Christine’s first recording was Detour Ahead. Her forthcoming Live at the Dakota marks a major upward turn on her journey.
Photo: Christine on stage at the Dakota (Photo by Andrea Canter)

Monday, January 28, 2008

Jon Weber’s Book of Quotations (And Other Scary Aspects of Genius)

Pianist Jon Weber is a scary guy and not just because you feel like a dwarf when you stand next to him. (He must be about 6’6” in bare feet.) And not because there is anything the least bit intimidating about the way he chats with you between sets or the way he jokes with the audience from the stage. Really, Jon is as personable a guy as you will ever meet and any evening in his musical presence is great entertainment.

Jon Weber’s keyboard talent is undeniable. His fingers do things that clearly are superhuman, most obvious when he takes a stride standard at an Indy 500 clip, but equally awe-inspiring when he twists and turns through what used to be a great songbook standard, now translated into a five-minute magical romp through 100 years of jazz history. But it’s Jon’s musical brain that is truly scary.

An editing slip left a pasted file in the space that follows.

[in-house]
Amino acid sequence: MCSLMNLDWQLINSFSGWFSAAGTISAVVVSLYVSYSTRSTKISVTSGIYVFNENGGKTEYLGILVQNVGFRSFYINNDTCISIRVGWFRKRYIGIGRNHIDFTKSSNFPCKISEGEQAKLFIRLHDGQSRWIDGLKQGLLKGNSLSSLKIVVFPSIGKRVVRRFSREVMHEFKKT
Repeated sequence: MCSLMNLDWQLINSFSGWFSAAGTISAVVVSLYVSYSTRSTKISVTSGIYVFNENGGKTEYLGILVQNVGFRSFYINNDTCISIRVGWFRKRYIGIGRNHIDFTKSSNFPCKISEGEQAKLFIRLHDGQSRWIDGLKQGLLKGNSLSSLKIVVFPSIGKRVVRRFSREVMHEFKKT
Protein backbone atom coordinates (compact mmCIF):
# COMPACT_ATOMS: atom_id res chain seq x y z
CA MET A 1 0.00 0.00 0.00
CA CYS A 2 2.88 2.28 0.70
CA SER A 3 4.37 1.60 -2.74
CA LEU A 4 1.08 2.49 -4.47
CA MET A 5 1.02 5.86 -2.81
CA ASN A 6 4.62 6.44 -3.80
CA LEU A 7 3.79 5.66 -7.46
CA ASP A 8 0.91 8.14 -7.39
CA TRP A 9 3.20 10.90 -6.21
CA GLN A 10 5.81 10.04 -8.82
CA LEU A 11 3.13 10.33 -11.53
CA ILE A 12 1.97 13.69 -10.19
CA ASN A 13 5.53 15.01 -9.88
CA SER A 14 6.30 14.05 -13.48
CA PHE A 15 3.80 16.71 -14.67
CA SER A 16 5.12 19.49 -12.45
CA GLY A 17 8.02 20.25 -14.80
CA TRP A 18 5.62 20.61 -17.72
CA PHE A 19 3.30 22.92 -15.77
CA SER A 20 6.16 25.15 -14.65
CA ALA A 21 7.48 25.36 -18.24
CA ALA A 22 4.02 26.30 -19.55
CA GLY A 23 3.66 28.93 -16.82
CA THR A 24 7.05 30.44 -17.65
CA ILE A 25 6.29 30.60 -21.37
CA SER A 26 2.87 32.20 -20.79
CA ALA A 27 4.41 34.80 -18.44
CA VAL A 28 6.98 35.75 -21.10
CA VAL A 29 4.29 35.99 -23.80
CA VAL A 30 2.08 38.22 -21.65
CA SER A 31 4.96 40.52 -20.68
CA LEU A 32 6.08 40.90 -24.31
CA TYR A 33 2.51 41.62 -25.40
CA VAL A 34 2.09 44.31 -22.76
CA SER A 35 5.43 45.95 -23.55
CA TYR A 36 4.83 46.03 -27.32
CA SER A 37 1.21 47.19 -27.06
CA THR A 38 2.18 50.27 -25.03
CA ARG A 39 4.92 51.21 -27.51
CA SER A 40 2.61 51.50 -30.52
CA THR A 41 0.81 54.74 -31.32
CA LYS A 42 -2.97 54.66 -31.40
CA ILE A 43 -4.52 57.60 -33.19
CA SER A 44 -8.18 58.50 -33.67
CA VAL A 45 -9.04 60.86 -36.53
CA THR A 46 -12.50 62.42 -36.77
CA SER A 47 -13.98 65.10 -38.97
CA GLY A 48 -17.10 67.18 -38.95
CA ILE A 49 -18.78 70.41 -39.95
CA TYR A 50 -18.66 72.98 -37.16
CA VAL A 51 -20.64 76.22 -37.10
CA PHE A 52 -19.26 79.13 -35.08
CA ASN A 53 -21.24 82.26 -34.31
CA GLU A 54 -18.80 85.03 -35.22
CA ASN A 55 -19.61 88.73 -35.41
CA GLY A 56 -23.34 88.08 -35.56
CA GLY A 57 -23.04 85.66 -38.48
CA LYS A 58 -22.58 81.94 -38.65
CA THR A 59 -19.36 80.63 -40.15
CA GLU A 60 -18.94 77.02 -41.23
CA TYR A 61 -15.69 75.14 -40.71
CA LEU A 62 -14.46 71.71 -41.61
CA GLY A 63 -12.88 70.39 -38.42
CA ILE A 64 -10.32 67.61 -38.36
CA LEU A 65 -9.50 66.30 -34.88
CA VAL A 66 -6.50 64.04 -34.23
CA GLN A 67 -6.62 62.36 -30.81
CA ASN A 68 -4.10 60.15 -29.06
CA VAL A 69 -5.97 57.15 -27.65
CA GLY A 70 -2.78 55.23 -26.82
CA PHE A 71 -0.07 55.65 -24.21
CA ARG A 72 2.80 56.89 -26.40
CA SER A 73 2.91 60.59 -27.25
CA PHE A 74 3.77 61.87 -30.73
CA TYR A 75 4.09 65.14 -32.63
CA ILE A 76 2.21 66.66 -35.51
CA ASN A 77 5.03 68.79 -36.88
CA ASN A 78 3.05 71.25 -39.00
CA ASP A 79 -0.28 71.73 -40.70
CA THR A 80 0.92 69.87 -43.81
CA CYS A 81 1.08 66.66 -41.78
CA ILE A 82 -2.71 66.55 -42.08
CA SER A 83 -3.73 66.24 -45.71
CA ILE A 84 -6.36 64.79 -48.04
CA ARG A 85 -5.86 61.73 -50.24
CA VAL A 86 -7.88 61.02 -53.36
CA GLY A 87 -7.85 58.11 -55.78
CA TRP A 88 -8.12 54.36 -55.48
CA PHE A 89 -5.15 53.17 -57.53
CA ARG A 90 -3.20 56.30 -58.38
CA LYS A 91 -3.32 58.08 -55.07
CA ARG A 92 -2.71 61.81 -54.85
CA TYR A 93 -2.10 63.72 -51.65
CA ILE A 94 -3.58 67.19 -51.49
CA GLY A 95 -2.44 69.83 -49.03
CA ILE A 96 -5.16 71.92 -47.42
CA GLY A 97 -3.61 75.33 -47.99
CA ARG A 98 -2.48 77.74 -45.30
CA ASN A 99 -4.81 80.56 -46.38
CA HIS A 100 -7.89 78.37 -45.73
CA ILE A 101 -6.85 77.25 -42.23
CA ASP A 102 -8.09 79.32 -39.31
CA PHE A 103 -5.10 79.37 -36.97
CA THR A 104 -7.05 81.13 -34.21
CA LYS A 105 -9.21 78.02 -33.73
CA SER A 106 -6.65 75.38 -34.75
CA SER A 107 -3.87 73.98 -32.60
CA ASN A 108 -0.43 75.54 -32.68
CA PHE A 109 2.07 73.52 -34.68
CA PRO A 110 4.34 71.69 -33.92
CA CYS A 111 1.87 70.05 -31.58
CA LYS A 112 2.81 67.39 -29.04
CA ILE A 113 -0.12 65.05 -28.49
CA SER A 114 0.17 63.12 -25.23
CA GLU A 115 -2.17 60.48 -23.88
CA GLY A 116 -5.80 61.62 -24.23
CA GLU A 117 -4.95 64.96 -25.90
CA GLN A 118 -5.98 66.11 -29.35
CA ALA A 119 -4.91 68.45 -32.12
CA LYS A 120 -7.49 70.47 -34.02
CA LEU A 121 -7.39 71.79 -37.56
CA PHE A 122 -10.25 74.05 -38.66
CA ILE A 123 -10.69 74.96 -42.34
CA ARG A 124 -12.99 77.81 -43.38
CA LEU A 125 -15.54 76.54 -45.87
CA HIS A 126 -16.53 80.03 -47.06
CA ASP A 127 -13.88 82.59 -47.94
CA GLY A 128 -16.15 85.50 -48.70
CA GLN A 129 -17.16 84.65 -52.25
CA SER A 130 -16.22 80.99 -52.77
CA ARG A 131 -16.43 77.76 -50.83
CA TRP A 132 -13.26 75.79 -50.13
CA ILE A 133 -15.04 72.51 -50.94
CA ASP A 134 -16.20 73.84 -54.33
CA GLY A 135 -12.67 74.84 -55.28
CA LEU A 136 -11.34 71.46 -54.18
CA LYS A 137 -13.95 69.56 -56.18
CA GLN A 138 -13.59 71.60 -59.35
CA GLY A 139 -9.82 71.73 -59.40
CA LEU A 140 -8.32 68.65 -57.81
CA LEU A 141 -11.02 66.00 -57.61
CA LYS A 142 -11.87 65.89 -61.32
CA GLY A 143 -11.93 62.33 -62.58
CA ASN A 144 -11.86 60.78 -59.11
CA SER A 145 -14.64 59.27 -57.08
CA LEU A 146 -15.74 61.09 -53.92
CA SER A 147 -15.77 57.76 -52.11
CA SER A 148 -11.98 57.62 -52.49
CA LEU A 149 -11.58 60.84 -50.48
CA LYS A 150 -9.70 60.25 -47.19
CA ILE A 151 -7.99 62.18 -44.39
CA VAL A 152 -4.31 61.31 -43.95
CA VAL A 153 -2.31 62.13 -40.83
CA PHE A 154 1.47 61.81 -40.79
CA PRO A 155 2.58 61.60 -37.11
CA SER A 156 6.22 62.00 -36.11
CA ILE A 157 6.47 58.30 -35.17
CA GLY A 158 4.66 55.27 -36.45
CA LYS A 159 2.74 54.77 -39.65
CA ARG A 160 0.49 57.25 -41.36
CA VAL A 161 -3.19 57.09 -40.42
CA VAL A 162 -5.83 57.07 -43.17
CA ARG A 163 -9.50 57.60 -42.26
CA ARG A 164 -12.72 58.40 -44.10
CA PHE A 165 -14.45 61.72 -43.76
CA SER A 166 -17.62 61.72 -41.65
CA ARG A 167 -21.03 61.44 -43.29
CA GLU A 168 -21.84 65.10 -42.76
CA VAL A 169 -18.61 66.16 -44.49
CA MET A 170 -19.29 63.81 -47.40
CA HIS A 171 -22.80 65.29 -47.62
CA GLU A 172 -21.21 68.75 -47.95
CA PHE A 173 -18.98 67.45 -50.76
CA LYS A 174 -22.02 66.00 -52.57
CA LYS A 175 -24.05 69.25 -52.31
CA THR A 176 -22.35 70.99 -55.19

Jon has been startling family, friends and teachers since he was a toddler (I’d say since he was barely tall enough to reach the bench, but I doubt he was ever that short). His pitch was perfect and so was his memory—by six he had memorized 2000 tunes from his grandmother’s piano rolls. It’s truly frightening to think how many tunes now rattle around in his tightly woven gray matter. Maybe almost as many tunes as basic facts about the composers, producers, performers and events in music that explode every time he introduces his choices from the bandstand. Before a tune begins, we generally have been given the composer’s vital statistics including date of birth (and death of relevant)… and I don’t mean just the year, but also the date. Once I shouted out “and when did he graduate from high school?” and Jon shot back with a date, not missing a beat. (Later he admitted he just quickly added 18 to the year of birth…. But hey, how many of us can add that fast?)